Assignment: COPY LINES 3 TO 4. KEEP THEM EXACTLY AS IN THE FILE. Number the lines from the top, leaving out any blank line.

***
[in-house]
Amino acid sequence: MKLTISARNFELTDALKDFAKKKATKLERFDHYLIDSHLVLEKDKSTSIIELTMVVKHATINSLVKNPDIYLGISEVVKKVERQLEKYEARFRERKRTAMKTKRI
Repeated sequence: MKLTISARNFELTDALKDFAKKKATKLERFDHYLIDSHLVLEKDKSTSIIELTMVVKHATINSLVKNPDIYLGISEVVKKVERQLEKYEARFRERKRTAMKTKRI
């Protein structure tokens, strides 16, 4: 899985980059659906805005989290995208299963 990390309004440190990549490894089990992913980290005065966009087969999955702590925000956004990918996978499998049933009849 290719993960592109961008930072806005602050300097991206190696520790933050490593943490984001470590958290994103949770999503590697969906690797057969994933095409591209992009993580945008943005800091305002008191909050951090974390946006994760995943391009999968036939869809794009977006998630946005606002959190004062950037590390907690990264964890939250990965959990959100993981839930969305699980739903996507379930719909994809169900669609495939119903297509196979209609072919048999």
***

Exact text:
Repeated sequence: MKLTISARNFELTDALKDFAKKKATKLERFDHYLIDSHLVLEKDKSTSIIELTMVVKHATINSLVKNPDIYLGISEVVKKVERQLEKYEARFRERKRTAMKTKRI
């Protein structure tokens, strides 16, 4: 899985980059659906805005989290995208299963 990390309004440190990549490894089990992913980290005065966009087969999955702590925000956004990918996978499998049933009849 290719993960592109961008930072806005602050300097991206190696520790933050490593943490984001470590958290994103949770999503590697969906690797057969994933095409591209992009993580945008943005800091305002008191909050951090974390946006994760995943391009999968036939869809794009977006998630946005606002959190004062950037590390907690990264964890939250990965959990959100993981839930969305699980739903996507379930719909994809169900669609495939119903297509196979209609072919048999």